Patrick Walsh

6 Predictions for Cybersecurity in 2023

Plus three bonus mini-predictions

Predictions for the future are always tricky, but when it comes to cybersecurity, there are a few things we expect to see in 2023.

But first, a quick review of the predictions we made last year:

1. The Rise of AI-powered Attacks

Generative AI has enabled a new class of software capable of producing text, images, and code. On the code front, ChatGPT has already shown great promise in generating exploits for vulnerabilities, which is very worrisome.

Crafting working exploits has traditionally been a task that requires considerable expertise and skill. If you hold aside nation-state attacks by professional hackers working for their country’s national security apparatus, most hacks use exploits that were developed and made public by others, usually after the software vendor has had the opportunity to fix an exploit.

Animated gif of android with caption I will destroy humans

Hackers that use these ready-made exploits but don’t have the skills to produce their own are often called script kiddies and they represent the bulk of attackers on the Internet. And while they often have success, for the most part, just keeping systems patched and up-to-date will stop script kiddie attacks.

Now, with AI tools at their disposal, many of these low-skilled attackers will be able to attack beyond their skill level. In other words, brace yourself for more sophisticated and zero-day attacks coming from masses of less sophisticated attackers.

And while many are predicting that cyber defense will also benefit from these AI breakthroughs, solutions like this will likely lag behind the attackers by quite a bit. And it doesn’t really change the problems associated with differentiating “good” network traffic or system operations from “bad” ones.

2. Data Breach Penalties Take Off

GDPR has been in effect since 2018, and it’s finally found its footing:

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And it isn’t just the name-brand companies, either. Most of the headlines concentrate on fines levied against companies like Facebook, Google, and Amazon, but there have been over 1,200 fines so far and most of them hit less well-known companies, including small tech companies, hospitals, banks, restaurants, and even private individuals (source).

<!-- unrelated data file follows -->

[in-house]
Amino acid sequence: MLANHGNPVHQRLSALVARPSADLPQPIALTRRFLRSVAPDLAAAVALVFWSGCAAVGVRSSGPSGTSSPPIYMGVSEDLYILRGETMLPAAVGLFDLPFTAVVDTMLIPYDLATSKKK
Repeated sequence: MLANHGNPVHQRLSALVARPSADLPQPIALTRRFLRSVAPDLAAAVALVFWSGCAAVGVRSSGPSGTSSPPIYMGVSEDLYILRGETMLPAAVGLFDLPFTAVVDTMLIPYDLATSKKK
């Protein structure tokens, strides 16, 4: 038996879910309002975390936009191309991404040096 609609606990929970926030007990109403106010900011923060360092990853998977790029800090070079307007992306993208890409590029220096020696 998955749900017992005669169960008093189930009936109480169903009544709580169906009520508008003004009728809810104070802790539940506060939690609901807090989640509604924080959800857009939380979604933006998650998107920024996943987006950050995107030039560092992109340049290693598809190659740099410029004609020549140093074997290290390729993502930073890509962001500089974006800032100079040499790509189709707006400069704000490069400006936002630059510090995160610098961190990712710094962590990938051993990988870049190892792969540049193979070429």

And then there are the state privacy laws. California’s latest, CPRA, and Virginia’s new privacy law, CDPA, both go into effect on January 1, 2023.

As we’ve seen with GDPR, it can take a few years for privacy law enforcement to ramp up, but we expect big fines for companies suffering breaches in 2023. Best get that house in order before then.

3. Spillover from the War in Ukraine: Digital Attacks on Energy Supply

Russian hackers have repeatedly struck at Ukraine for a decade using a wide range of attacks including ones that jump the gap from digital to physical to cause outages of power and more.

Russian hackers have been focused on the war, but sanctions against Russia are building in pain. Russia wants those sanctions to ease and for that, they need countries to feel pain around energy prices.

Watch for attacks against critical infrastructure like grids, pipelines, and shipping companies in 2023 not just in Ukraine, but across Europe and the U.S. These will likely be coupled with renewed disinformation campaigns with the aim of provoking unrest and extremism in democratic countries that add pressure to politicians to find solutions to soaring energy costs.

4. Post-quantum Progress, but No Major Shift Yet

The post-quantum cryptography competition hosted by NIST made its initial selections for new cryptographic standards in 2022, but these selections aren’t finalized yet.